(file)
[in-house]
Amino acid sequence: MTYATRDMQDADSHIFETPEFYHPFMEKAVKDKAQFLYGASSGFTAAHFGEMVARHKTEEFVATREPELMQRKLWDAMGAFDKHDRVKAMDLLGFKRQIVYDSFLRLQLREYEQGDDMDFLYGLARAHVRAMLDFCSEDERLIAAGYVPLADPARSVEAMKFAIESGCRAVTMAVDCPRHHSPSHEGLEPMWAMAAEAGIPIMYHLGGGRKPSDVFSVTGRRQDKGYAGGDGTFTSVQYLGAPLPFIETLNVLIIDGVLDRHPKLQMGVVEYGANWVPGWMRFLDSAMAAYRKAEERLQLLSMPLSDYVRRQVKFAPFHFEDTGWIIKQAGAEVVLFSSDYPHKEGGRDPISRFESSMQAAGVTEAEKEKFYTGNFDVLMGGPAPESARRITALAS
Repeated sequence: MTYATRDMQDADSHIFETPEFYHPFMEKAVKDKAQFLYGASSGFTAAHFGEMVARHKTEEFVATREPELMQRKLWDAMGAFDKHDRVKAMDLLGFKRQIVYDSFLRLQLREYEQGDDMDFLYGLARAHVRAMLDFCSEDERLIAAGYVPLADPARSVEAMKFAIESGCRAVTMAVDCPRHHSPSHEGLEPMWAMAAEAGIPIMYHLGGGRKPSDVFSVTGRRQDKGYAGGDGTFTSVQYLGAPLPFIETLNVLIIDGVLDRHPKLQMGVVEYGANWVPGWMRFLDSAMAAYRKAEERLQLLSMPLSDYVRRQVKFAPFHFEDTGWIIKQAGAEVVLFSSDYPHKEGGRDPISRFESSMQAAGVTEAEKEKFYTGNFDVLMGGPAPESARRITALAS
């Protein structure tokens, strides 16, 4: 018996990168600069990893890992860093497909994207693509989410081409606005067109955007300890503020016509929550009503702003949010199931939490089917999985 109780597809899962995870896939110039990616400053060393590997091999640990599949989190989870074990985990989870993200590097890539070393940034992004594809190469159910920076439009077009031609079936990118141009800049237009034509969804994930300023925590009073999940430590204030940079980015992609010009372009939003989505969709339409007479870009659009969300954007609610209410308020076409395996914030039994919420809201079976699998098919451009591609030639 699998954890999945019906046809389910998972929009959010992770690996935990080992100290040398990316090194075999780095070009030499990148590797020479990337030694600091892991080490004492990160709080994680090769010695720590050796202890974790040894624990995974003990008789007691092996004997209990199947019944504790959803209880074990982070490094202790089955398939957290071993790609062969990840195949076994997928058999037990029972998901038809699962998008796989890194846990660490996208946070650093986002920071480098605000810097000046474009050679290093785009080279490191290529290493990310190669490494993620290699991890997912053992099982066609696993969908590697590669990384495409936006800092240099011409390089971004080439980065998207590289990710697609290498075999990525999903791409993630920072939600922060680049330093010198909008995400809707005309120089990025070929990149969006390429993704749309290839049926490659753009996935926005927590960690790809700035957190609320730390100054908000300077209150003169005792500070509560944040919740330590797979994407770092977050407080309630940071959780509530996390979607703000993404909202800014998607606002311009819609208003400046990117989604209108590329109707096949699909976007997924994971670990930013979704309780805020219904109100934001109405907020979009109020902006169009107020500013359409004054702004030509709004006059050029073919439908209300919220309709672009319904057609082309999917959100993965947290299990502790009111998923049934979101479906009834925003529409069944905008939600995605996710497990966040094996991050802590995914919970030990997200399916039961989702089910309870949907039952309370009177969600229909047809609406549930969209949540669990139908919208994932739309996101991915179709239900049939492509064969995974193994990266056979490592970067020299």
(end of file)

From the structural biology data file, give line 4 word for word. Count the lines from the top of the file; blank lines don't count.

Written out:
């Protein structure tokens, strides 16, 4: 018996990168600069990893890992860093497909994207693509989410081409606005067109955007300890503020016509929550009503702003949010199931939490089917999985 109780597809899962995870896939110039990616400053060393590997091999640990599949989190989870074990985990989870993200590097890539070393940034992004594809190469159910920076439009077009031609079936990118141009800049237009034509969804994930300023925590009073999940430590204030940079980015992609010009372009939003989505969709339409007479870009659009969300954007609610209410308020076409395996914030039994919420809201079976699998098919451009591609030639 699998954890999945019906046809389910998972929009959010992770690996935990080992100290040398990316090194075999780095070009030499990148590797020479990337030694600091892991080490004492990160709080994680090769010695720590050796202890974790040894624990995974003990008789007691092996004997209990199947019944504790959803209880074990982070490094202790089955398939957290071993790609062969990840195949076994997928058999037990029972998901038809699962998008796989890194846990660490996208946070650093986002920071480098605000810097000046474009050679290093785009080279490191290529290493990310190669490494993620290699991890997912053992099982066609696993969908590697590669990384495409936006800092240099011409390089971004080439980065998207590289990710697609290498075999990525999903791409993630920072939600922060680049330093010198909008995400809707005309120089990025070929990149969006390429993704749309290839049926490659753009996935926005927590960690790809700035957190609320730390100054908000300077209150003169005792500070509560944040919740330590797979994407770092977050407080309630940071959780509530996390979607703000993404909202800014998607606002311009819609208003400046990117989604209108590329109707096949699909976007997924994971670990930013979704309780805020219904109100934001109405907020979009109020902006169009107020500013359409004054702004030509709004006059050029073919439908209300919220309709672009319904057609082309999917959100993965947290299990502790009111998923049934979101479906009834925003529409069944905008939600995605996710497990966040094996991050802590995914919970030990997200399916039961989702089910309870949907039952309370009177969600229909047809609406549930969209949540669990139908919208994932739309996101991915179709239900049939492509064969995974193994990266056979490592970067020299």